An Opportunity for a 21st Century Spanish Republic? The King has abdicated, long live the Republic!

Today's news that King Juan Carlos I is stepping down and abdicating the Spanish Crown in compliance with Art 57.5 of the Spanish Constitution is bound to prompt significant speculation about the future of Spain as a State.

With all (regional) nationalist tensions on the rise and a massive loss of support of the royal family in recent years, it should come as no surprise that many Spaniards would like to have a referendum on the basic structure of the State. I am certainly one of them.
In my view, only a Republic can seriously ensure that we are all equal under the law (in the Spanish case, this would suppress the aberration in Art 56.3 of the Constitution, whereby "The person of the King is inviolable and shall not be held accountable"). In the 21st Century, this simply makes no sense and undermines the basic principle of equality (recognised in Art 14 of the Spanish Constitution). As put in a rather extreme and poetic manner by Diderot, “Men will never be free until the last king is strangled with the entrails of the last priest.” This remains true, particularly in Spain. But there is a pacific way out now.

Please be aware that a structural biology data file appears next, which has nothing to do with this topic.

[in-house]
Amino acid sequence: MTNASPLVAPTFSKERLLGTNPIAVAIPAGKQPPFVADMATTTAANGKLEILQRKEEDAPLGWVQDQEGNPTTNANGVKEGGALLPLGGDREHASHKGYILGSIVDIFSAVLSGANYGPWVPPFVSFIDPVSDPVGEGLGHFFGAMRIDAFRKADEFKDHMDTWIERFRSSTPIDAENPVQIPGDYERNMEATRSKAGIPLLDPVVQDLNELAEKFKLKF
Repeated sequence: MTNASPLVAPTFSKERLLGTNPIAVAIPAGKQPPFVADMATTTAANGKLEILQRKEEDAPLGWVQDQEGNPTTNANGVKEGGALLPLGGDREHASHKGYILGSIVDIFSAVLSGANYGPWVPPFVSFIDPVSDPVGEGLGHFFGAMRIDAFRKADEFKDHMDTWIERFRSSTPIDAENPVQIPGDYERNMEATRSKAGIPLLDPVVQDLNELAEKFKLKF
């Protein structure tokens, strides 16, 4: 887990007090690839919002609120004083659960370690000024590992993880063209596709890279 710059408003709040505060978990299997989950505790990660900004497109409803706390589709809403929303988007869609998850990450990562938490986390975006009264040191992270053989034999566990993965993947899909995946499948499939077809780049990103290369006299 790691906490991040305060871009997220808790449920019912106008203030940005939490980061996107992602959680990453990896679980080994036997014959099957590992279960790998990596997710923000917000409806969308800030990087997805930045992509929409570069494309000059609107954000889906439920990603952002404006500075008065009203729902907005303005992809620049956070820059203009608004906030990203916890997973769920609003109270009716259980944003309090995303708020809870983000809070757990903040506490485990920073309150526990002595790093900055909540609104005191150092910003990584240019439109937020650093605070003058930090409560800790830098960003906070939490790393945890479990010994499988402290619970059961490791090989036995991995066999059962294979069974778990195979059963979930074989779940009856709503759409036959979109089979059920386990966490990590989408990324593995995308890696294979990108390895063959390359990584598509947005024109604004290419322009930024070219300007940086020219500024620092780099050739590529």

Moreover, a referedum on the structure of the State would most certainly allow for a deep discussion of the internal organization of the Spanish State and strengthen the importance of its belonging to the European Union (two points not addressed in the current Constitution: the first one, due to the delicate balances that were necessary to overcome the dictatorship and, the second one, due to a lack of maturity of the political system when Spain joined the EU). Most internal unbalances could be settled and the structure of the State could be adapted to the needs of the 21st Century, with much more local devolution, a streamlined and simplified federal government, and a clarification of the regional inclusion in the European puzzle.
Some will say that Spain is not ready for such type of debate and that it would only bring a risk of fracture of the State. If they manage to persuade the citizenship that continuying in the status quo and welcoming Felipe VI is the adequate way forward, then Spain will have a King it will deserve... but this will mean that Spanish society keeps rooted in a value base that does not really encompass modernity and is definitely not in sink with the advanced country it aims to be.  However, I hope this will not be the case and that there will be debate, a referedum, and a significant reform of the State. The King has abdicated, long live the Republic!